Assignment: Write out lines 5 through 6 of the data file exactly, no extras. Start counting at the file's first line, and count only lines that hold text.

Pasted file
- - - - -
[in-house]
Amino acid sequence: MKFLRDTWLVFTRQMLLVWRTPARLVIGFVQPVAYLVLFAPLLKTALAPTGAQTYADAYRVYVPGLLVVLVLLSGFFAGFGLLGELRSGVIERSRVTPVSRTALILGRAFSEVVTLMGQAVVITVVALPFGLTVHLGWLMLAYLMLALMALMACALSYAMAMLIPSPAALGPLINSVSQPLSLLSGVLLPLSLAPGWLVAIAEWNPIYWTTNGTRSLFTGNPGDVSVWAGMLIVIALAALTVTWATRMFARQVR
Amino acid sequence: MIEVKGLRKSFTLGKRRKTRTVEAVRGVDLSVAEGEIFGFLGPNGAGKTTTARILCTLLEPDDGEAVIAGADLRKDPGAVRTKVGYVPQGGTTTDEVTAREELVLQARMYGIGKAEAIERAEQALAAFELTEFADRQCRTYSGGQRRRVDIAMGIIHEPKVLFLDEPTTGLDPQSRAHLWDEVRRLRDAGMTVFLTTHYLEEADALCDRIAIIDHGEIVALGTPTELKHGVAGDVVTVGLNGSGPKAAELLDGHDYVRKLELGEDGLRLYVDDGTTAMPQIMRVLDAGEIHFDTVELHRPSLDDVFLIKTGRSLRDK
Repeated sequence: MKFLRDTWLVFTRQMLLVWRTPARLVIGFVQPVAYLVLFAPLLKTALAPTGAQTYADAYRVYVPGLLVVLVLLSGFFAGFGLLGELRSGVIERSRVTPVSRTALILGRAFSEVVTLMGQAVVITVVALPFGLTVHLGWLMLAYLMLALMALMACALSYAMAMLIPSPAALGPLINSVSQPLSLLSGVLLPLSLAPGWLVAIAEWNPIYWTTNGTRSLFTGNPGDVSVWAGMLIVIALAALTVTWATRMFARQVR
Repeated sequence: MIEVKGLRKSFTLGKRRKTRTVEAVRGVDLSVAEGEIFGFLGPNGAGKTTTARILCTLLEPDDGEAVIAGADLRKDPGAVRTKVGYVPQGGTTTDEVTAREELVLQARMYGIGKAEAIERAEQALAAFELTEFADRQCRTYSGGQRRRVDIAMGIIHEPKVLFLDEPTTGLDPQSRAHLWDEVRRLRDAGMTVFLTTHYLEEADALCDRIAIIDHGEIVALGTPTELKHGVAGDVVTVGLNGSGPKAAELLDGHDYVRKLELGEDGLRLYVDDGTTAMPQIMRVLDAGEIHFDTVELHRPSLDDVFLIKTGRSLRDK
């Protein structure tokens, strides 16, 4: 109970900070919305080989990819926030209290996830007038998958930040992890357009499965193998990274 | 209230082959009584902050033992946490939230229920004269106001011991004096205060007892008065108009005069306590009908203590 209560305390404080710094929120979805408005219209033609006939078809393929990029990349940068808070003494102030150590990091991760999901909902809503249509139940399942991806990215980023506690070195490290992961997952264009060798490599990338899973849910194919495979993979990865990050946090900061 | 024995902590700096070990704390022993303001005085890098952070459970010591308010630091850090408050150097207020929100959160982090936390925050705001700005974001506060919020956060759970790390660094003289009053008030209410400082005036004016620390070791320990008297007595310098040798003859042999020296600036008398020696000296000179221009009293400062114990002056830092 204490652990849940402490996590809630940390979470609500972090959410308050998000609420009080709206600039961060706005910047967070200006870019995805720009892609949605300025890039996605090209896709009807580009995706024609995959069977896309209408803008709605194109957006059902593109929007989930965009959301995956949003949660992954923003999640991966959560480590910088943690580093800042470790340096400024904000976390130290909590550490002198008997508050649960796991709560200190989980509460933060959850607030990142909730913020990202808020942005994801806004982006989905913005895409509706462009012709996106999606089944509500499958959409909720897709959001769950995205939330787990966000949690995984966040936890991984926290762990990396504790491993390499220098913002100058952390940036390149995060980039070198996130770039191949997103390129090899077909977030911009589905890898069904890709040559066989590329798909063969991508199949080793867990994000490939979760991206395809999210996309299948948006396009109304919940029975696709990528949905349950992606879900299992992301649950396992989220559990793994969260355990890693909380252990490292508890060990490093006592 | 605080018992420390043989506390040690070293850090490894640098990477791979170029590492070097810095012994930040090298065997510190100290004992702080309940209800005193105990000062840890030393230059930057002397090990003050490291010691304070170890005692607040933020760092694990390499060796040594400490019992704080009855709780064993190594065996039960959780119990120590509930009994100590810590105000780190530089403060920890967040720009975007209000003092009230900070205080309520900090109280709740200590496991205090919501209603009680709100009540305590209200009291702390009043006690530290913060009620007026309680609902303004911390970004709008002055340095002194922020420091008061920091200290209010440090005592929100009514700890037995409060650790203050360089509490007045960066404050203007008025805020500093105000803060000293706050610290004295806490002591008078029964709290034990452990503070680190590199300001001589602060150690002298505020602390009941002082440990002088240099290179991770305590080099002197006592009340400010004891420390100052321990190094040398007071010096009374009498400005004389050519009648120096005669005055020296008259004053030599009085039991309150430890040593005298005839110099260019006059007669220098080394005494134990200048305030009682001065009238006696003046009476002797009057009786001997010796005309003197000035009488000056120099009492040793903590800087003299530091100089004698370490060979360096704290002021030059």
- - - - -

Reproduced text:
Repeated sequence: MIEVKGLRKSFTLGKRRKTRTVEAVRGVDLSVAEGEIFGFLGPNGAGKTTTARILCTLLEPDDGEAVIAGADLRKDPGAVRTKVGYVPQGGTTTDEVTAREELVLQARMYGIGKAEAIERAEQALAAFELTEFADRQCRTYSGGQRRRVDIAMGIIHEPKVLFLDEPTTGLDPQSRAHLWDEVRRLRDAGMTVFLTTHYLEEADALCDRIAIIDHGEIVALGTPTELKHGVAGDVVTVGLNGSGPKAAELLDGHDYVRKLELGEDGLRLYVDDGTTAMPQIMRVLDAGEIHFDTVELHRPSLDDVFLIKTGRSLRDK
């Protein structure tokens, strides 16, 4: 109970900070919305080989990819926030209290996830007038998958930040992890357009499965193998990274 | 209230082959009584902050033992946490939230229920004269106001011991004096205060007892008065108009005069306590009908203590 209560305390404080710094929120979805408005219209033609006939078809393929990029990349940068808070003494102030150590990091991760999901909902809503249509139940399942991806990215980023506690070195490290992961997952264009060798490599990338899973849910194919495979993979990865990050946090900061 | 024995902590700096070990704390022993303001005085890098952070459970010591308010630091850090408050150097207020929100959160982090936390925050705001700005974001506060919020956060759970790390660094003289009053008030209410400082005036004016620390070791320990008297007595310098040798003859042999020296600036008398020696000296000179221009009293400062114990002056830092 204490652990849940402490996590809630940390979470609500972090959410308050998000609420009080709206600039961060706005910047967070200006870019995805720009892609949605300025890039996605090209896709009807580009995706024609995959069977896309209408803008709605194109957006059902593109929007989930965009959301995956949003949660992954923003999640991966959560480590910088943690580093800042470790340096400024904000976390130290909590550490002198008997508050649960796991709560200190989980509460933060959850607030990142909730913020990202808020942005994801806004982006989905913005895409509706462009012709996106999606089944509500499958959409909720897709959001769950995205939330787990966000949690995984966040936890991984926290762990990396504790491993390499220098913002100058952390940036390149995060980039070198996130770039191949997103390129090899077909977030911009589905890898069904890709040559066989590329798909063969991508199949080793867990994000490939979760991206395809999210996309299948948006396009109304919940029975696709990528949905349950992606879900299992992301649950396992989220559990793994969260355990890693909380252990490292508890060990490093006592 | 605080018992420390043989506390040690070293850090490894640098990477791979170029590492070097810095012994930040090298065997510190100290004992702080309940209800005193105990000062840890030393230059930057002397090990003050490291010691304070170890005692607040933020760092694990390499060796040594400490019992704080009855709780064993190594065996039960959780119990120590509930009994100590810590105000780190530089403060920890967040720009975007209000003092009230900070205080309520900090109280709740200590496991205090919501209603009680709100009540305590209200009291702390009043006690530290913060009620007026309680609902303004911390970004709008002055340095002194922020420091008061920091200290209010440090005592929100009514700890037995409060650790203050360089509490007045960066404050203007008025805020500093105000803060000293706050610290004295806490002591008078029964709290034990452990503070680190590199300001001589602060150690002298505020602390009941002082440990002088240099290179991770305590080099002197006592009340400010004891420390100052321990190094040398007071010096009374009498400005004389050519009648120096005669005055020296008259004053030599009085039991309150430890040593005298005839110099260019006059007669220098080394005494134990200048305030009682001065009238006696003046009476002797009057009786001997010796005309003197000035009488000056120099009492040793903590800087003299530091100089004698370490060979360096704290002021030059």